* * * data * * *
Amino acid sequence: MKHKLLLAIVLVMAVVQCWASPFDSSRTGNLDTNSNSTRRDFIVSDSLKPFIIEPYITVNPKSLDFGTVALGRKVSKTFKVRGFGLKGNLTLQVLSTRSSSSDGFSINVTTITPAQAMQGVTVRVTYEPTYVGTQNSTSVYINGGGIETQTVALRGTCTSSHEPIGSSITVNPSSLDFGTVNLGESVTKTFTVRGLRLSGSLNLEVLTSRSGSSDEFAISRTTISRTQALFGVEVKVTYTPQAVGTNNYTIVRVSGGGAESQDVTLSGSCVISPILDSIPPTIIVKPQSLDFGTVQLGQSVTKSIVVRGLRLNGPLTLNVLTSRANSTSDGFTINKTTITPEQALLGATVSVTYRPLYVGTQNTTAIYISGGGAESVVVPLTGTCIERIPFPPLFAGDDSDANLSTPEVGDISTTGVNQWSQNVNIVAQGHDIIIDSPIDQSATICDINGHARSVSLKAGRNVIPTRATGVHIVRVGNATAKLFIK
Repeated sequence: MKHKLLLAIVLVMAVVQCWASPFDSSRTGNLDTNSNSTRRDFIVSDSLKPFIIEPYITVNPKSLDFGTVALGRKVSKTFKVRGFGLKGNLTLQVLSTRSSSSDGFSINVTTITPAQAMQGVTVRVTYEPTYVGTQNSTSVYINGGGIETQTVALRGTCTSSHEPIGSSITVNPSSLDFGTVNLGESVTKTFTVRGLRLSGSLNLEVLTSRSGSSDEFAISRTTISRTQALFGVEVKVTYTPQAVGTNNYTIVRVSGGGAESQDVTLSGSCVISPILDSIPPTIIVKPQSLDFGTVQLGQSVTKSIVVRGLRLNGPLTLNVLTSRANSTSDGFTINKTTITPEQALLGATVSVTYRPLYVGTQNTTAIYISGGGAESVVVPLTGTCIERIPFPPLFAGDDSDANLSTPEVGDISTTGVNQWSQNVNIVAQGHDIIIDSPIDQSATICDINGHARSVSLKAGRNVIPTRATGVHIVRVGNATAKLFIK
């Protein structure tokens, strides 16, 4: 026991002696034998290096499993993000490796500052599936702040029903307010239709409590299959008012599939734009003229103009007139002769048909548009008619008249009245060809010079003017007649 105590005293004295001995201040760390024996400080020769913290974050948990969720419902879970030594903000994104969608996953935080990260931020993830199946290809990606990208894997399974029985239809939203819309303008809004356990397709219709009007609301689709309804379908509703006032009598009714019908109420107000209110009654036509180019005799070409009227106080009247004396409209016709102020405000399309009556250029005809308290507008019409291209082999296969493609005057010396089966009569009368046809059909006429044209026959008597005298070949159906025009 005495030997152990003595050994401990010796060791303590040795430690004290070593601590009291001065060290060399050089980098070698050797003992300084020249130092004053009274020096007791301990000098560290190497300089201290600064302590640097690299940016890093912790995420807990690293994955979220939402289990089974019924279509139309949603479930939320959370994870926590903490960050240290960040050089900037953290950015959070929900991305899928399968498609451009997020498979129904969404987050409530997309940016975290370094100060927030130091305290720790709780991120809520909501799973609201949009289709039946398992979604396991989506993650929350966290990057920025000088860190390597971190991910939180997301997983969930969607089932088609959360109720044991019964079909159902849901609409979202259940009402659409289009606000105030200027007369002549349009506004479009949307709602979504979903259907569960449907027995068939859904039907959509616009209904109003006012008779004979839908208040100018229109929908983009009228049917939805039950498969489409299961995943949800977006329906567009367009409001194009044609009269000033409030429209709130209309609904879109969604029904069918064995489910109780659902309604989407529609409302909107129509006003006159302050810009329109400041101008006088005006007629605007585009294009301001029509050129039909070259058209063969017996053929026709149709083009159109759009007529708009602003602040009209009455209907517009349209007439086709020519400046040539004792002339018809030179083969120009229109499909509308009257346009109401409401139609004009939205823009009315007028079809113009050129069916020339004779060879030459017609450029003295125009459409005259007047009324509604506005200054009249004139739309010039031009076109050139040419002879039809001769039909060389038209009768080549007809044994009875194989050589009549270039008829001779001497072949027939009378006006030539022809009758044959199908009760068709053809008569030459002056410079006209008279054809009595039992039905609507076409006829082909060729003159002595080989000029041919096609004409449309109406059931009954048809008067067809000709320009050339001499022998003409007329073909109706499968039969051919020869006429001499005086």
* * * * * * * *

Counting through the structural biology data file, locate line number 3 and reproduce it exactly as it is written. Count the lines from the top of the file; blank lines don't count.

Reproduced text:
């Protein structure tokens, strides 16, 4: 026991002696034998290096499993993000490796500052599936702040029903307010239709409590299959008012599939734009003229103009007139002769048909548009008619008249009245060809010079003017007649 105590005293004295001995201040760390024996400080020769913290974050948990969720419902879970030594903000994104969608996953935080990260931020993830199946290809990606990208894997399974029985239809939203819309303008809004356990397709219709009007609301689709309804379908509703006032009598009714019908109420107000209110009654036509180019005799070409009227106080009247004396409209016709102020405000399309009556250029005809308290507008019409291209082999296969493609005057010396089966009569009368046809059909006429044209026959008597005298070949159906025009 005495030997152990003595050994401990010796060791303590040795430690004290070593601590009291001065060290060399050089980098070698050797003992300084020249130092004053009274020096007791301990000098560290190497300089201290600064302590640097690299940016890093912790995420807990690293994955979220939402289990089974019924279509139309949603479930939320959370994870926590903490960050240290960040050089900037953290950015959070929900991305899928399968498609451009997020498979129904969404987050409530997309940016975290370094100060927030130091305290720790709780991120809520909501799973609201949009289709039946398992979604396991989506993650929350966290990057920025000088860190390597971190991910939180997301997983969930969607089932088609959360109720044991019964079909159902849901609409979202259940009402659409289009606000105030200027007369002549349009506004479009949307709602979504979903259907569960449907027995068939859904039907959509616009209904109003006012008779004979839908208040100018229109929908983009009228049917939805039950498969489409299961995943949800977006329906567009367009409001194009044609009269000033409030429209709130209309609904879109969604029904069918064995489910109780659902309604989407529609409302909107129509006003006159302050810009329109400041101008006088005006007629605007585009294009301001029509050129039909070259058209063969017996053929026709149709083009159109759009007529708009602003602040009209009455209907517009349209007439086709020519400046040539004792002339018809030179083969120009229109499909509308009257346009109401409401139609004009939205823009009315007028079809113009050129069916020339004779060879030459017609450029003295125009459409005259007047009324509604506005200054009249004139739309010039031009076109050139040419002879039809001769039909060389038209009768080549007809044994009875194989050589009549270039008829001779001497072949027939009378006006030539022809009758044959199908009760068709053809008569030459002056410079006209008279054809009595039992039905609507076409006829082909060729003159002595080989000029041919096609004409449309109406059931009954048809008067067809000709320009050339001499022998003409007329073909109706499968039969051919020869006429001499005086």